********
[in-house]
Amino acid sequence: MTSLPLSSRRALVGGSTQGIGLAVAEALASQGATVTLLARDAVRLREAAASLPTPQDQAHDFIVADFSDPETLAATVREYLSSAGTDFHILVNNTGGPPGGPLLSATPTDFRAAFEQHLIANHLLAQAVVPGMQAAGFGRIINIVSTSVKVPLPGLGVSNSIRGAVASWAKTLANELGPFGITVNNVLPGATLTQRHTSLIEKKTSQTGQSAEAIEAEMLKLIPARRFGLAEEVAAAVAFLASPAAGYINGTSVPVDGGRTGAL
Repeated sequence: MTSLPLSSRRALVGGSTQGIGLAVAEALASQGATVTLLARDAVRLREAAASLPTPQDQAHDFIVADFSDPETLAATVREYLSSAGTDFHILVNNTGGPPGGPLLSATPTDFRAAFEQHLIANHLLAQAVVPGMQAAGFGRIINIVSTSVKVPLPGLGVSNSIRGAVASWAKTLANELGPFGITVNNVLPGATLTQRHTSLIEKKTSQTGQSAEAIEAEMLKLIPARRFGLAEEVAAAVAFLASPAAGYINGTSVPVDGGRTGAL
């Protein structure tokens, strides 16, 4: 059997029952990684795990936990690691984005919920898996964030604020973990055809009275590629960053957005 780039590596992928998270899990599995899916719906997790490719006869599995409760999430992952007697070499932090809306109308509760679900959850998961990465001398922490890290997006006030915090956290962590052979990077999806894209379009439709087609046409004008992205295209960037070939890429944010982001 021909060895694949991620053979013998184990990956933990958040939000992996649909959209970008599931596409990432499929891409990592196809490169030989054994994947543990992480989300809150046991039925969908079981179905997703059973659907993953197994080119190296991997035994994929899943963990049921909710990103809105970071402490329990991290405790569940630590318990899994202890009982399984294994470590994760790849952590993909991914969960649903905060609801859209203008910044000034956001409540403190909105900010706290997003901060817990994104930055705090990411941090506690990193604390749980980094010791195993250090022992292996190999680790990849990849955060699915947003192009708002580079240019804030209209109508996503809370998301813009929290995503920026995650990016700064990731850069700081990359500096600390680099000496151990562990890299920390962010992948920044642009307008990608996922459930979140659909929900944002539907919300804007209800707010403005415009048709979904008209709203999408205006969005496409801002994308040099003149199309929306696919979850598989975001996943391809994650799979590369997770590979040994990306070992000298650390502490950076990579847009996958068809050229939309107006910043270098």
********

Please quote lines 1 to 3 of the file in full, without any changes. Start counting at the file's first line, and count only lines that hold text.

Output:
[in-house]
Amino acid sequence: MTSLPLSSRRALVGGSTQGIGLAVAEALASQGATVTLLARDAVRLREAAASLPTPQDQAHDFIVADFSDPETLAATVREYLSSAGTDFHILVNNTGGPPGGPLLSATPTDFRAAFEQHLIANHLLAQAVVPGMQAAGFGRIINIVSTSVKVPLPGLGVSNSIRGAVASWAKTLANELGPFGITVNNVLPGATLTQRHTSLIEKKTSQTGQSAEAIEAEMLKLIPARRFGLAEEVAAAVAFLASPAAGYINGTSVPVDGGRTGAL
Repeated sequence: MTSLPLSSRRALVGGSTQGIGLAVAEALASQGATVTLLARDAVRLREAAASLPTPQDQAHDFIVADFSDPETLAATVREYLSSAGTDFHILVNNTGGPPGGPLLSATPTDFRAAFEQHLIANHLLAQAVVPGMQAAGFGRIINIVSTSVKVPLPGLGVSNSIRGAVASWAKTLANELGPFGITVNNVLPGATLTQRHTSLIEKKTSQTGQSAEAIEAEMLKLIPARRFGLAEEVAAAVAFLASPAAGYINGTSVPVDGGRTGAL